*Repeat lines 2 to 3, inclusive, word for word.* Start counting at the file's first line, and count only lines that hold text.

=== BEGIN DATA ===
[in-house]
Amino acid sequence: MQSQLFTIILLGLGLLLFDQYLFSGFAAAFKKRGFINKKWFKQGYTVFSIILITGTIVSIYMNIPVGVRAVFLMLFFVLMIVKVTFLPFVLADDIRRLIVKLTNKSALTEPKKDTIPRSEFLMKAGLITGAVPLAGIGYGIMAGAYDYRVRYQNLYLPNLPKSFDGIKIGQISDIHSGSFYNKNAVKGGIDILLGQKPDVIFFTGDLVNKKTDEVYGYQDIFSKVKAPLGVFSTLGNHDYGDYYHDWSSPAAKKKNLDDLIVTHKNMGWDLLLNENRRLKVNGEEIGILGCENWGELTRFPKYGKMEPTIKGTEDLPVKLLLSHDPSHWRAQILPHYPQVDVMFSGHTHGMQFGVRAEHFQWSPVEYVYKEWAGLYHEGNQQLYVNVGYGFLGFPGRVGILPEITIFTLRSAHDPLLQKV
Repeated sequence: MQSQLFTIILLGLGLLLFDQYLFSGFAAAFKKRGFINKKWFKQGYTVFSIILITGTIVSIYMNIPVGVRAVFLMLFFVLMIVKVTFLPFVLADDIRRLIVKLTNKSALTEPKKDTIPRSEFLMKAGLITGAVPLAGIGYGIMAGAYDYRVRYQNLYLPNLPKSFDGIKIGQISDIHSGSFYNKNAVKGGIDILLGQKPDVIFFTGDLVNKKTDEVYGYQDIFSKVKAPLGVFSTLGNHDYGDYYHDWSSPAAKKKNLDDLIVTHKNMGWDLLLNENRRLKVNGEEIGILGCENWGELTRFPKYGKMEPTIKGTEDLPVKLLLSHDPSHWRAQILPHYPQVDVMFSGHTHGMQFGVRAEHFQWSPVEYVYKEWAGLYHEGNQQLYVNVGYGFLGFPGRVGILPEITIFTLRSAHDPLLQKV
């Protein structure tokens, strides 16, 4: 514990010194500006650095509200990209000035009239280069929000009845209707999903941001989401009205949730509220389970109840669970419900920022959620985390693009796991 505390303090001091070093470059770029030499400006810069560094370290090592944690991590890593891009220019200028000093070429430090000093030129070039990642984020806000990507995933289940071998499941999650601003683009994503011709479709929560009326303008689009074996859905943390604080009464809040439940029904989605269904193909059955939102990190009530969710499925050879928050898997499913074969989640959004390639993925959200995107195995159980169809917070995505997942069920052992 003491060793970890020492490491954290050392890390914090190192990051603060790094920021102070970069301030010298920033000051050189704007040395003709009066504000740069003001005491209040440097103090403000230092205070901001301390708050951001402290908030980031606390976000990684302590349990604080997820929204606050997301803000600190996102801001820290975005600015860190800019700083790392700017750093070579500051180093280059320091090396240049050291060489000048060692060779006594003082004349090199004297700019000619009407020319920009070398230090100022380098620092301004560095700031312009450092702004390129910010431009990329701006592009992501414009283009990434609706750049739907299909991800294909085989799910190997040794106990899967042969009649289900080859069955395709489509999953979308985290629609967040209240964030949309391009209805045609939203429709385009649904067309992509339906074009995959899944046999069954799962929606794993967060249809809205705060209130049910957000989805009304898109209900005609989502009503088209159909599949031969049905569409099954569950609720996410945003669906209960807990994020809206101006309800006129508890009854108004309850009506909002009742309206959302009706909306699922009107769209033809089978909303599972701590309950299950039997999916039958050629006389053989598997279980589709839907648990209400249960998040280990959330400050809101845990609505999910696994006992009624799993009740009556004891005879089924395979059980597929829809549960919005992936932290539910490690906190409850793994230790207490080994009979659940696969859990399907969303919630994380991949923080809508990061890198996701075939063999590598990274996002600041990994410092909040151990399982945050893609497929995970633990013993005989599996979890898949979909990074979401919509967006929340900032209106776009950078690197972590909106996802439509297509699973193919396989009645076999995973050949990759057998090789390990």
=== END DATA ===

Amino acid sequence: MQSQLFTIILLGLGLLLFDQYLFSGFAAAFKKRGFINKKWFKQGYTVFSIILITGTIVSIYMNIPVGVRAVFLMLFFVLMIVKVTFLPFVLADDIRRLIVKLTNKSALTEPKKDTIPRSEFLMKAGLITGAVPLAGIGYGIMAGAYDYRVRYQNLYLPNLPKSFDGIKIGQISDIHSGSFYNKNAVKGGIDILLGQKPDVIFFTGDLVNKKTDEVYGYQDIFSKVKAPLGVFSTLGNHDYGDYYHDWSSPAAKKKNLDDLIVTHKNMGWDLLLNENRRLKVNGEEIGILGCENWGELTRFPKYGKMEPTIKGTEDLPVKLLLSHDPSHWRAQILPHYPQVDVMFSGHTHGMQFGVRAEHFQWSPVEYVYKEWAGLYHEGNQQLYVNVGYGFLGFPGRVGILPEITIFTLRSAHDPLLQKV
Repeated sequence: MQSQLFTIILLGLGLLLFDQYLFSGFAAAFKKRGFINKKWFKQGYTVFSIILITGTIVSIYMNIPVGVRAVFLMLFFVLMIVKVTFLPFVLADDIRRLIVKLTNKSALTEPKKDTIPRSEFLMKAGLITGAVPLAGIGYGIMAGAYDYRVRYQNLYLPNLPKSFDGIKIGQISDIHSGSFYNKNAVKGGIDILLGQKPDVIFFTGDLVNKKTDEVYGYQDIFSKVKAPLGVFSTLGNHDYGDYYHDWSSPAAKKKNLDDLIVTHKNMGWDLLLNENRRLKVNGEEIGILGCENWGELTRFPKYGKMEPTIKGTEDLPVKLLLSHDPSHWRAQILPHYPQVDVMFSGHTHGMQFGVRAEHFQWSPVEYVYKEWAGLYHEGNQQLYVNVGYGFLGFPGRVGILPEITIFTLRSAHDPLLQKV